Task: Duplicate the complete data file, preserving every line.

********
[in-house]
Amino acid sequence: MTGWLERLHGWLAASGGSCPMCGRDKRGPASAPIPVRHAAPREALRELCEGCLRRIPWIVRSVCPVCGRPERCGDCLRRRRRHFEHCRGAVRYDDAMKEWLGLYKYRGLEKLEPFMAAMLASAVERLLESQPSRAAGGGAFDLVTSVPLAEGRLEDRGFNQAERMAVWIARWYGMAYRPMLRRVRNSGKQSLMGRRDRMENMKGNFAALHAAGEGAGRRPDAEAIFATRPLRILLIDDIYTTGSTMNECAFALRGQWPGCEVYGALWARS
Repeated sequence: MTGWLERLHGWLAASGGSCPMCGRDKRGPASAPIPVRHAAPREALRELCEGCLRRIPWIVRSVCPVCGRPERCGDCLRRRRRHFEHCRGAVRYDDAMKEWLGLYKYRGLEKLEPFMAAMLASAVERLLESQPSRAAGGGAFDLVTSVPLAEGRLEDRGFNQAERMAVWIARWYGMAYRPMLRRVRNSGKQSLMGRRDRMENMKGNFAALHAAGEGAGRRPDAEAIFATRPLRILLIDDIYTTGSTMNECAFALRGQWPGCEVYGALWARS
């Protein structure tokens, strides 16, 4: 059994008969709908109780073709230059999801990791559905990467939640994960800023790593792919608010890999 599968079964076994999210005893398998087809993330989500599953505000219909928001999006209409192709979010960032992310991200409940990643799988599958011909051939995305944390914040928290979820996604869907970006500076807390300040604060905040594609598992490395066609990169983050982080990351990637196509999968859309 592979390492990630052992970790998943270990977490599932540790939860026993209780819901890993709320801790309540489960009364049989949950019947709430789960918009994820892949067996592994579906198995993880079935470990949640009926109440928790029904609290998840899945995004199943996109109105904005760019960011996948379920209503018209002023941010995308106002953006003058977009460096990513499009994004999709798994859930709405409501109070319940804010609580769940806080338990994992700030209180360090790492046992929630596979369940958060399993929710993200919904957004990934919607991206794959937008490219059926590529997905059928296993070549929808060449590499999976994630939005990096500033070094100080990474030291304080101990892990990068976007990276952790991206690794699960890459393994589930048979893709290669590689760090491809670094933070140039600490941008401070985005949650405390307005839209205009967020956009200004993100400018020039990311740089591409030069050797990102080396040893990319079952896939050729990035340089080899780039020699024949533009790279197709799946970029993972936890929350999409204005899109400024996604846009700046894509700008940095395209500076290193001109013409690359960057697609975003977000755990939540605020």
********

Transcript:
[in-house]
Amino acid sequence: MTGWLERLHGWLAASGGSCPMCGRDKRGPASAPIPVRHAAPREALRELCEGCLRRIPWIVRSVCPVCGRPERCGDCLRRRRRHFEHCRGAVRYDDAMKEWLGLYKYRGLEKLEPFMAAMLASAVERLLESQPSRAAGGGAFDLVTSVPLAEGRLEDRGFNQAERMAVWIARWYGMAYRPMLRRVRNSGKQSLMGRRDRMENMKGNFAALHAAGEGAGRRPDAEAIFATRPLRILLIDDIYTTGSTMNECAFALRGQWPGCEVYGALWARS
Repeated sequence: MTGWLERLHGWLAASGGSCPMCGRDKRGPASAPIPVRHAAPREALRELCEGCLRRIPWIVRSVCPVCGRPERCGDCLRRRRRHFEHCRGAVRYDDAMKEWLGLYKYRGLEKLEPFMAAMLASAVERLLESQPSRAAGGGAFDLVTSVPLAEGRLEDRGFNQAERMAVWIARWYGMAYRPMLRRVRNSGKQSLMGRRDRMENMKGNFAALHAAGEGAGRRPDAEAIFATRPLRILLIDDIYTTGSTMNECAFALRGQWPGCEVYGALWARS
């Protein structure tokens, strides 16, 4: 059994008969709908109780073709230059999801990791559905990467939640994960800023790593792919608010890999 599968079964076994999210005893398998087809993330989500599953505000219909928001999006209409192709979010960032992310991200409940990643799988599958011909051939995305944390914040928290979820996604869907970006500076807390300040604060905040594609598992490395066609990169983050982080990351990637196509999968859309 592979390492990630052992970790998943270990977490599932540790939860026993209780819901890993709320801790309540489960009364049989949950019947709430789960918009994820892949067996592994579906198995993880079935470990949640009926109440928790029904609290998840899945995004199943996109109105904005760019960011996948379920209503018209002023941010995308106002953006003058977009460096990513499009994004999709798994859930709405409501109070319940804010609580769940806080338990994992700030209180360090790492046992929630596979369940958060399993929710993200919904957004990934919607991206794959937008490219059926590529997905059928296993070549929808060449590499999976994630939005990096500033070094100080990474030291304080101990892990990068976007990276952790991206690794699960890459393994589930048979893709290669590689760090491809670094933070140039600490941008401070985005949650405390307005839209205009967020956009200004993100400018020039990311740089591409030069050797990102080396040893990319079952896939050729990035340089080899780039020699024949533009790279197709799946970029993972936890929350999409204005899109400024996604846009700046894509700008940095395209500076290193001109013409690359960057697609975003977000755990939540605020």